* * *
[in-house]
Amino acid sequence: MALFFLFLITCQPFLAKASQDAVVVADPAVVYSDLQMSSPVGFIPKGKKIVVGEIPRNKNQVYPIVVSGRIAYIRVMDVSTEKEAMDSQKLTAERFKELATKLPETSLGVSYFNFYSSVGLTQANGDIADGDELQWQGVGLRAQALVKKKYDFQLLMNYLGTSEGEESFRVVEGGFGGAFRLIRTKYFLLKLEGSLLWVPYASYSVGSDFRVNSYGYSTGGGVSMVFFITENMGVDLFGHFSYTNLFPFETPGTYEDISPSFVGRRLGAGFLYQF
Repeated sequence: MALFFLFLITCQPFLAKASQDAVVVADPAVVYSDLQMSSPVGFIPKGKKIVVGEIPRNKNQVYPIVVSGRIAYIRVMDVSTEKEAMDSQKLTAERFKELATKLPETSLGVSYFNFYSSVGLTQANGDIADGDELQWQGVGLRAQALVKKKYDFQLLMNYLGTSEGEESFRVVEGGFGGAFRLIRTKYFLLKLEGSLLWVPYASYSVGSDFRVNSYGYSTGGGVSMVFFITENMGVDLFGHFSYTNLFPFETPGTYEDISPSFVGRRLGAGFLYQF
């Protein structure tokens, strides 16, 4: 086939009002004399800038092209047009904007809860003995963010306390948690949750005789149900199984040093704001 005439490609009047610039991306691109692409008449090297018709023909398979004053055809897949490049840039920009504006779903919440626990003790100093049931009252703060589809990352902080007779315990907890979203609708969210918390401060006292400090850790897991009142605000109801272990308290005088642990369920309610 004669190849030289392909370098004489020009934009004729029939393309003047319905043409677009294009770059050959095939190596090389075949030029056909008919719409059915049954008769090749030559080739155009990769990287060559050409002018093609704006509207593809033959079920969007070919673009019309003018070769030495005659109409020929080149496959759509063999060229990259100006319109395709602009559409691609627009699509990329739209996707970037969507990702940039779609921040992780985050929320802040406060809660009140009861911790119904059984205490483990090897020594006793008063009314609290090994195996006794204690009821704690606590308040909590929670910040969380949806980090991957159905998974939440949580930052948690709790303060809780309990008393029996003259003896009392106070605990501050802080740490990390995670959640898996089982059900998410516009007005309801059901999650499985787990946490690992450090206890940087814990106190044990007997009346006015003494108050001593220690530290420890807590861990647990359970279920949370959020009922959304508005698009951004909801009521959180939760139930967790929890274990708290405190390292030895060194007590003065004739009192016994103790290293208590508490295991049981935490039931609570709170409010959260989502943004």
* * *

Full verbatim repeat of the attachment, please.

[in-house]
Amino acid sequence: MALFFLFLITCQPFLAKASQDAVVVADPAVVYSDLQMSSPVGFIPKGKKIVVGEIPRNKNQVYPIVVSGRIAYIRVMDVSTEKEAMDSQKLTAERFKELATKLPETSLGVSYFNFYSSVGLTQANGDIADGDELQWQGVGLRAQALVKKKYDFQLLMNYLGTSEGEESFRVVEGGFGGAFRLIRTKYFLLKLEGSLLWVPYASYSVGSDFRVNSYGYSTGGGVSMVFFITENMGVDLFGHFSYTNLFPFETPGTYEDISPSFVGRRLGAGFLYQF
Repeated sequence: MALFFLFLITCQPFLAKASQDAVVVADPAVVYSDLQMSSPVGFIPKGKKIVVGEIPRNKNQVYPIVVSGRIAYIRVMDVSTEKEAMDSQKLTAERFKELATKLPETSLGVSYFNFYSSVGLTQANGDIADGDELQWQGVGLRAQALVKKKYDFQLLMNYLGTSEGEESFRVVEGGFGGAFRLIRTKYFLLKLEGSLLWVPYASYSVGSDFRVNSYGYSTGGGVSMVFFITENMGVDLFGHFSYTNLFPFETPGTYEDISPSFVGRRLGAGFLYQF
């Protein structure tokens, strides 16, 4: 086939009002004399800038092209047009904007809860003995963010306390948690949750005789149900199984040093704001 005439490609009047610039991306691109692409008449090297018709023909398979004053055809897949490049840039920009504006779903919440626990003790100093049931009252703060589809990352902080007779315990907890979203609708969210918390401060006292400090850790897991009142605000109801272990308290005088642990369920309610 004669190849030289392909370098004489020009934009004729029939393309003047319905043409677009294009770059050959095939190596090389075949030029056909008919719409059915049954008769090749030559080739155009990769990287060559050409002018093609704006509207593809033959079920969007070919673009019309003018070769030495005659109409020929080149496959759509063999060229990259100006319109395709602009559409691609627009699509990329739209996707970037969507990702940039779609921040992780985050929320802040406060809660009140009861911790119904059984205490483990090897020594006793008063009314609290090994195996006794204690009821704690606590308040909590929670910040969380949806980090991957159905998974939440949580930052948690709790303060809780309990008393029996003259003896009392106070605990501050802080740490990390995670959640898996089982059900998410516009007005309801059901999650499985787990946490690992450090206890940087814990106190044990007997009346006015003494108050001593220690530290420890807590861990647990359970279920949370959020009922959304508005698009951004909801009521959180939760139930967790929890274990708290405190390292030895060194007590003065004739009192016994103790290293208590508490295991049981935490039931609570709170409010959260989502943004």